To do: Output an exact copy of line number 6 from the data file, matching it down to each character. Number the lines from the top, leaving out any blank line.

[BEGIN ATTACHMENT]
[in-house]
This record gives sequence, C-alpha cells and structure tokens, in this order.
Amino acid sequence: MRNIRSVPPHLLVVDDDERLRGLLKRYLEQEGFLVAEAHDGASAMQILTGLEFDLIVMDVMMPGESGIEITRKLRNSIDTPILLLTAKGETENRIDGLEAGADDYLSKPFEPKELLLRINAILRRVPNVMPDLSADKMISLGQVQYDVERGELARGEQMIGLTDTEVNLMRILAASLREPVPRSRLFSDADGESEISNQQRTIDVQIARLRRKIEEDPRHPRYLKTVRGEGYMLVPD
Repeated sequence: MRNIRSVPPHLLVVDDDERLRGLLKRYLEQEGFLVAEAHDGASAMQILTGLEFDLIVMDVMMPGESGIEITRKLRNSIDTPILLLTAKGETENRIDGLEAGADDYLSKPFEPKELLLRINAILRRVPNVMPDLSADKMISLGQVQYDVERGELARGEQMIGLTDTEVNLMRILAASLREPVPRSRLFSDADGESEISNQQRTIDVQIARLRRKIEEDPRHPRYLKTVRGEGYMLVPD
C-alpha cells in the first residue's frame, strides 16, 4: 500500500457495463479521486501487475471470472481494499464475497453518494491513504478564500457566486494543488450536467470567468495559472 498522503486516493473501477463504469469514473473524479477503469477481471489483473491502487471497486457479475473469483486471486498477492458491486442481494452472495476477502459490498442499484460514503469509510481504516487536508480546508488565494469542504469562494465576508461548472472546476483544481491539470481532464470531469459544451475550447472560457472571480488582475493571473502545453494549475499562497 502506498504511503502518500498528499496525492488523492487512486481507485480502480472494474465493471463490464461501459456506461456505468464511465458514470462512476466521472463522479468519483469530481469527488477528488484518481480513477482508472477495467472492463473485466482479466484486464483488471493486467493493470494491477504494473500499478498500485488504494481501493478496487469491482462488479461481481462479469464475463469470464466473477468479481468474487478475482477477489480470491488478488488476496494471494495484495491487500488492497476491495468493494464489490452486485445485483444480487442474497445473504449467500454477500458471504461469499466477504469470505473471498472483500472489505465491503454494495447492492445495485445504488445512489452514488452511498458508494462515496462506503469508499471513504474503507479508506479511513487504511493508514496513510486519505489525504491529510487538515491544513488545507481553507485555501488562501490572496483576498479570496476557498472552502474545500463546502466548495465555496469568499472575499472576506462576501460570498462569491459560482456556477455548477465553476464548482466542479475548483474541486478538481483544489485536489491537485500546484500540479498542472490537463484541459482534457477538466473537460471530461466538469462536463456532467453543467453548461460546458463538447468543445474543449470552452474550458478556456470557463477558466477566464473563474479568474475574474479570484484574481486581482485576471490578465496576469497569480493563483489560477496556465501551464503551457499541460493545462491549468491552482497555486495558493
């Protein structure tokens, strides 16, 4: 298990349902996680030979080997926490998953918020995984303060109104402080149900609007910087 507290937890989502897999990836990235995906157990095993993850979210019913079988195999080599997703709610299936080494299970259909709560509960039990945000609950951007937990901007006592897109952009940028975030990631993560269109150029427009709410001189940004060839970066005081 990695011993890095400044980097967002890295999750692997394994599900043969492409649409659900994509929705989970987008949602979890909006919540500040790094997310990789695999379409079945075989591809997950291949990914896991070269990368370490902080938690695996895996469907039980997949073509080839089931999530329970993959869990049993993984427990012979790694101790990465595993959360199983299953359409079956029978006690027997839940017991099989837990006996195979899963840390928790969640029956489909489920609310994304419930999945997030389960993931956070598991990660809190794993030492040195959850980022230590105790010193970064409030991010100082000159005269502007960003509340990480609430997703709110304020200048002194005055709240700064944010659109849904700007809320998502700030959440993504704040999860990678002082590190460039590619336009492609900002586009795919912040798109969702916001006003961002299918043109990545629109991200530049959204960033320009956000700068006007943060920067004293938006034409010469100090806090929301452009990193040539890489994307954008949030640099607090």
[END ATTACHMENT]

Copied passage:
């Protein structure tokens, strides 16, 4: 298990349902996680030979080997926490998953918020995984303060109104402080149900609007910087 507290937890989502897999990836990235995906157990095993993850979210019913079988195999080599997703709610299936080494299970259909709560509960039990945000609950951007937990901007006592897109952009940028975030990631993560269109150029427009709410001189940004060839970066005081 990695011993890095400044980097967002890295999750692997394994599900043969492409649409659900994509929705989970987008949602979890909006919540500040790094997310990789695999379409079945075989591809997950291949990914896991070269990368370490902080938690695996895996469907039980997949073509080839089931999530329970993959869990049993993984427990012979790694101790990465595993959360199983299953359409079956029978006690027997839940017991099989837990006996195979899963840390928790969640029956489909489920609310994304419930999945997030389960993931956070598991990660809190794993030492040195959850980022230590105790010193970064409030991010100082000159005269502007960003509340990480609430997703709110304020200048002194005055709240700064944010659109849904700007809320998502700030959440993504704040999860990678002082590190460039590619336009492609900002586009795919912040798109969702916001006003961002299918043109990545629109991200530049959204960033320009956000700068006007943060920067004293938006034409010469100090806090929301452009990193040539890489994307954008949030640099607090």